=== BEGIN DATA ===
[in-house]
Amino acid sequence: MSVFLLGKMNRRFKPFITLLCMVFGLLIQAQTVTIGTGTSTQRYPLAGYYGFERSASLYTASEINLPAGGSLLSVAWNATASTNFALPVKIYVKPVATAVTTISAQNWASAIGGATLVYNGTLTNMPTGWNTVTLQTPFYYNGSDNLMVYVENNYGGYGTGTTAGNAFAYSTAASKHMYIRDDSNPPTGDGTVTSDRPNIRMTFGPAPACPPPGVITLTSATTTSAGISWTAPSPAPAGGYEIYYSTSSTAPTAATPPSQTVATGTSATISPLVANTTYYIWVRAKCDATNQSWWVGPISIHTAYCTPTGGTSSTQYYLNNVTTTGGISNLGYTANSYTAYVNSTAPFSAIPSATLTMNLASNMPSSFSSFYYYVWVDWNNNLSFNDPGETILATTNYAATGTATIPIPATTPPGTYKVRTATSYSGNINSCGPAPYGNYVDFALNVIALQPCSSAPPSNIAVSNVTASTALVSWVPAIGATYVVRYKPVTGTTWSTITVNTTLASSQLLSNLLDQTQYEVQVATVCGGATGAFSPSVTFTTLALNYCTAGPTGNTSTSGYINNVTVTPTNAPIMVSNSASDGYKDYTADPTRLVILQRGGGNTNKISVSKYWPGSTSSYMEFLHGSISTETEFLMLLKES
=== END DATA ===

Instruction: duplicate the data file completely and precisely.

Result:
[in-house]
Amino acid sequence: MSVFLLGKMNRRFKPFITLLCMVFGLLIQAQTVTIGTGTSTQRYPLAGYYGFERSASLYTASEINLPAGGSLLSVAWNATASTNFALPVKIYVKPVATAVTTISAQNWASAIGGATLVYNGTLTNMPTGWNTVTLQTPFYYNGSDNLMVYVENNYGGYGTGTTAGNAFAYSTAASKHMYIRDDSNPPTGDGTVTSDRPNIRMTFGPAPACPPPGVITLTSATTTSAGISWTAPSPAPAGGYEIYYSTSSTAPTAATPPSQTVATGTSATISPLVANTTYYIWVRAKCDATNQSWWVGPISIHTAYCTPTGGTSSTQYYLNNVTTTGGISNLGYTANSYTAYVNSTAPFSAIPSATLTMNLASNMPSSFSSFYYYVWVDWNNNLSFNDPGETILATTNYAATGTATIPIPATTPPGTYKVRTATSYSGNINSCGPAPYGNYVDFALNVIALQPCSSAPPSNIAVSNVTASTALVSWVPAIGATYVVRYKPVTGTTWSTITVNTTLASSQLLSNLLDQTQYEVQVATVCGGATGAFSPSVTFTTLALNYCTAGPTGNTSTSGYINNVTVTPTNAPIMVSNSASDGYKDYTADPTRLVILQRGGGNTNKISVSKYWPGSTSSYMEFLHGSISTETEFLMLLKES